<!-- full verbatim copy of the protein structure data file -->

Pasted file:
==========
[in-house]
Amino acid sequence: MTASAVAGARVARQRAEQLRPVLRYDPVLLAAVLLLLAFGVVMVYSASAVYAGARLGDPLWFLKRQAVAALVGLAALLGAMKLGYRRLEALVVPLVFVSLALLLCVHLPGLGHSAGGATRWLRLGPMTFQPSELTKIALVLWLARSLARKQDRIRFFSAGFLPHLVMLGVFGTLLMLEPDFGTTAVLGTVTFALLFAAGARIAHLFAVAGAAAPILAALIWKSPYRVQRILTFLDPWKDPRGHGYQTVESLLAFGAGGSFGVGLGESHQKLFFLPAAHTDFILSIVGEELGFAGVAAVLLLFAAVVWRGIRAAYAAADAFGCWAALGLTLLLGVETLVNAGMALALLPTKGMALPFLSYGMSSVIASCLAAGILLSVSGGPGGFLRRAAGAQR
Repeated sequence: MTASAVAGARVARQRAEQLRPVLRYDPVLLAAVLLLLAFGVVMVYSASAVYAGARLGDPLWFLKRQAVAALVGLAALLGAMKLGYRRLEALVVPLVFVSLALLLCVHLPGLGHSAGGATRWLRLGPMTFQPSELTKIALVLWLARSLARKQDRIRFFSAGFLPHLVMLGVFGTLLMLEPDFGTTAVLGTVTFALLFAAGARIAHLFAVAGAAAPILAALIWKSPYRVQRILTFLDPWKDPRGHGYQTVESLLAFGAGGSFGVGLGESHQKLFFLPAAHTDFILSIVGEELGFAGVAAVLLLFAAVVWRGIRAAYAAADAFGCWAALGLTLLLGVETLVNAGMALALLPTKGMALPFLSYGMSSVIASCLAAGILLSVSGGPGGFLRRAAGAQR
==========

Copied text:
[in-house]
Amino acid sequence: MTASAVAGARVARQRAEQLRPVLRYDPVLLAAVLLLLAFGVVMVYSASAVYAGARLGDPLWFLKRQAVAALVGLAALLGAMKLGYRRLEALVVPLVFVSLALLLCVHLPGLGHSAGGATRWLRLGPMTFQPSELTKIALVLWLARSLARKQDRIRFFSAGFLPHLVMLGVFGTLLMLEPDFGTTAVLGTVTFALLFAAGARIAHLFAVAGAAAPILAALIWKSPYRVQRILTFLDPWKDPRGHGYQTVESLLAFGAGGSFGVGLGESHQKLFFLPAAHTDFILSIVGEELGFAGVAAVLLLFAAVVWRGIRAAYAAADAFGCWAALGLTLLLGVETLVNAGMALALLPTKGMALPFLSYGMSSVIASCLAAGILLSVSGGPGGFLRRAAGAQR
Repeated sequence: MTASAVAGARVARQRAEQLRPVLRYDPVLLAAVLLLLAFGVVMVYSASAVYAGARLGDPLWFLKRQAVAALVGLAALLGAMKLGYRRLEALVVPLVFVSLALLLCVHLPGLGHSAGGATRWLRLGPMTFQPSELTKIALVLWLARSLARKQDRIRFFSAGFLPHLVMLGVFGTLLMLEPDFGTTAVLGTVTFALLFAAGARIAHLFAVAGAAAPILAALIWKSPYRVQRILTFLDPWKDPRGHGYQTVESLLAFGAGGSFGVGLGESHQKLFFLPAAHTDFILSIVGEELGFAGVAAVLLLFAAVVWRGIRAAYAAADAFGCWAALGLTLLLGVETLVNAGMALALLPTKGMALPFLSYGMSSVIASCLAAGILLSVSGGPGGFLRRAAGAQR